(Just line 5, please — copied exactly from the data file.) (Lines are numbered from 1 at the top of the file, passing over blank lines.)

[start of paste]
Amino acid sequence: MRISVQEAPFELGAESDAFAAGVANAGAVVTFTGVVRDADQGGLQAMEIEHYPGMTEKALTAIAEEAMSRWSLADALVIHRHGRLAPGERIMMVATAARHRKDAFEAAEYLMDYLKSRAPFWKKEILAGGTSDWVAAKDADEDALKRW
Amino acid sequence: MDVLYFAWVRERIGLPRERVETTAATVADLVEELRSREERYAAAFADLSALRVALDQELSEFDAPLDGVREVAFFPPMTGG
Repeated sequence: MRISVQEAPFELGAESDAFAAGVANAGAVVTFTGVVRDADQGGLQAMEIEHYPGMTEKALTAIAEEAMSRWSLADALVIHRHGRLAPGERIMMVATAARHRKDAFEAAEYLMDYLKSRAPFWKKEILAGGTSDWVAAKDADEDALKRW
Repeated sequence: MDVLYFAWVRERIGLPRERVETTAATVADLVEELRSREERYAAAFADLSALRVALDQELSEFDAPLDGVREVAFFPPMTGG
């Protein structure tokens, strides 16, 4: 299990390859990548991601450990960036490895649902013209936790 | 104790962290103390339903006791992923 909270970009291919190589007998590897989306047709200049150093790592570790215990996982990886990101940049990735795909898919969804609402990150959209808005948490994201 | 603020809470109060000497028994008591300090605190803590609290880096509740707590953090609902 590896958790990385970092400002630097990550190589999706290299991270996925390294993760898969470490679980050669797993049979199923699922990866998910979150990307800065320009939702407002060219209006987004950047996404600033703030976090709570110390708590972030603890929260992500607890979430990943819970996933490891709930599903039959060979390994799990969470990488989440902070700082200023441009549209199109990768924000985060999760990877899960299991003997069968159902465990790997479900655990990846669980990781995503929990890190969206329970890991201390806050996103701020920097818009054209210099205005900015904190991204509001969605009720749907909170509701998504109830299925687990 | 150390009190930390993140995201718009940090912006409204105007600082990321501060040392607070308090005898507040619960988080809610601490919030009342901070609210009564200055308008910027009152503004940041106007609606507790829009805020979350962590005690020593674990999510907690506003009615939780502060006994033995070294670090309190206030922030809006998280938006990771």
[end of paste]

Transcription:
């Protein structure tokens, strides 16, 4: 299990390859990548991601450990960036490895649902013209936790 | 104790962290103390339903006791992923 909270970009291919190589007998590897989306047709200049150093790592570790215990996982990886990101940049990735795909898919969804609402990150959209808005948490994201 | 603020809470109060000497028994008591300090605190803590609290880096509740707590953090609902 590896958790990385970092400002630097990550190589999706290299991270996925390294993760898969470490679980050669797993049979199923699922990866998910979150990307800065320009939702407002060219209006987004950047996404600033703030976090709570110390708590972030603890929260992500607890979430990943819970996933490891709930599903039959060979390994799990969470990488989440902070700082200023441009549209199109990768924000985060999760990877899960299991003997069968159902465990790997479900655990990846669980990781995503929990890190969206329970890991201390806050996103701020920097818009054209210099205005900015904190991204509001969605009720749907909170509701998504109830299925687990 | 150390009190930390993140995201718009940090912006409204105007600082990321501060040392607070308090005898507040619960988080809610601490919030009342901070609210009564200055308008910027009152503004940041106007609606507790829009805020979350962590005690020593674990999510907690506003009615939780502060006994033995070294670090309190206030922030809006998280938006990771």